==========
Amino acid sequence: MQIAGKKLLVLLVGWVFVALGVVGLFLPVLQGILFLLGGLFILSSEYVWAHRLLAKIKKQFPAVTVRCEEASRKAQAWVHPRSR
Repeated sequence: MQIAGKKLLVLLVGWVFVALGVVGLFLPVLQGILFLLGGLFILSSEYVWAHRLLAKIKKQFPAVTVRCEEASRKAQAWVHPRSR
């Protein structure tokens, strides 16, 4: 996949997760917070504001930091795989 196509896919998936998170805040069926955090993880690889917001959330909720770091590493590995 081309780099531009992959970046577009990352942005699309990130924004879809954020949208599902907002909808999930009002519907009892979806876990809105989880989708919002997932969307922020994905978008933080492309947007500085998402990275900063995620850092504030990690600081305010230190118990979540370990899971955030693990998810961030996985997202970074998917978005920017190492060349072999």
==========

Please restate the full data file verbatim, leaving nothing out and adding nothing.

Amino acid sequence: MQIAGKKLLVLLVGWVFVALGVVGLFLPVLQGILFLLGGLFILSSEYVWAHRLLAKIKKQFPAVTVRCEEASRKAQAWVHPRSR
Repeated sequence: MQIAGKKLLVLLVGWVFVALGVVGLFLPVLQGILFLLGGLFILSSEYVWAHRLLAKIKKQFPAVTVRCEEASRKAQAWVHPRSR
């Protein structure tokens, strides 16, 4: 996949997760917070504001930091795989 196509896919998936998170805040069926955090993880690889917001959330909720770091590493590995 081309780099531009992959970046577009990352942005699309990130924004879809954020949208599902907002909808999930009002519907009892979806876990809105989880989708919002997932969307922020994905978008933080492309947007500085998402990275900063995620850092504030990690600081305010230190118990979540370990899971955030693990998810961030996985997202970074998917978005920017190492060349072999």